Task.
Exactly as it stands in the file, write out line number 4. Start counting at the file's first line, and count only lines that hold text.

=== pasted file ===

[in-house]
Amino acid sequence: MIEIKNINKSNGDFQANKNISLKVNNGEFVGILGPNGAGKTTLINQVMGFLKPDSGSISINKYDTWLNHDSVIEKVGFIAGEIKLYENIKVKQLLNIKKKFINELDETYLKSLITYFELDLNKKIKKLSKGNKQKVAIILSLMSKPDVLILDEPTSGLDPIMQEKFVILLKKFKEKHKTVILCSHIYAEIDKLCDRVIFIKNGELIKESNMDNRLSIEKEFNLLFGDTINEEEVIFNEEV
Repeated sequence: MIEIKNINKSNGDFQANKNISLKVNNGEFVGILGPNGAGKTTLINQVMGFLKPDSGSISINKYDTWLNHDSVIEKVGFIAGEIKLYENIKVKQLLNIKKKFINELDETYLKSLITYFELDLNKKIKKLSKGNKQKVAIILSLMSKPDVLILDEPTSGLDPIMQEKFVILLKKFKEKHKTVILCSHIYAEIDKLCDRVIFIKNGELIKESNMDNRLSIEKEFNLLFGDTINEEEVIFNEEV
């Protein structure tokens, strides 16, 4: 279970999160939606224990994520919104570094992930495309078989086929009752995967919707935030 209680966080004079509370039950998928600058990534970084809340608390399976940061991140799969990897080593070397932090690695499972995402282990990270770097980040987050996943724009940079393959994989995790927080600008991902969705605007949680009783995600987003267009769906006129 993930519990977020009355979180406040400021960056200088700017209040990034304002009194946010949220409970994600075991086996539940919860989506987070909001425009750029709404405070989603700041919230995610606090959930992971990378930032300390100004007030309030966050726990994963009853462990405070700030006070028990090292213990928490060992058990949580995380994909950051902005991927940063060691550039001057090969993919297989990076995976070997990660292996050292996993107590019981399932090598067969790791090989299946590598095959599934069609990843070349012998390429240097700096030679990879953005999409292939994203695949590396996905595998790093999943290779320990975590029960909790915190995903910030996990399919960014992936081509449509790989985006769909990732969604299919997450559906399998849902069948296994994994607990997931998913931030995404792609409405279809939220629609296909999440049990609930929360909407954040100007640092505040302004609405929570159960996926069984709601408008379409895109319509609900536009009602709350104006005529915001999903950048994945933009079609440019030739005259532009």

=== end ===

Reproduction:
């Protein structure tokens, strides 16, 4: 279970999160939606224990994520919104570094992930495309078989086929009752995967919707935030 209680966080004079509370039950998928600058990534970084809340608390399976940061991140799969990897080593070397932090690695499972995402282990990270770097980040987050996943724009940079393959994989995790927080600008991902969705605007949680009783995600987003267009769906006129 993930519990977020009355979180406040400021960056200088700017209040990034304002009194946010949220409970994600075991086996539940919860989506987070909001425009750029709404405070989603700041919230995610606090959930992971990378930032300390100004007030309030966050726990994963009853462990405070700030006070028990090292213990928490060992058990949580995380994909950051902005991927940063060691550039001057090969993919297989990076995976070997990660292996050292996993107590019981399932090598067969790791090989299946590598095959599934069609990843070349012998390429240097700096030679990879953005999409292939994203695949590396996905595998790093999943290779320990975590029960909790915190995903910030996990399919960014992936081509449509790989985006769909990732969604299919997450559906399998849902069948296994994994607990997931998913931030995404792609409405279809939220629609296909999440049990609930929360909407954040100007640092505040302004609405929570159960996926069984709601408008379409895109319509609900536009009602709350104006005529915001999903950048994945933009079609440019030739005259532009």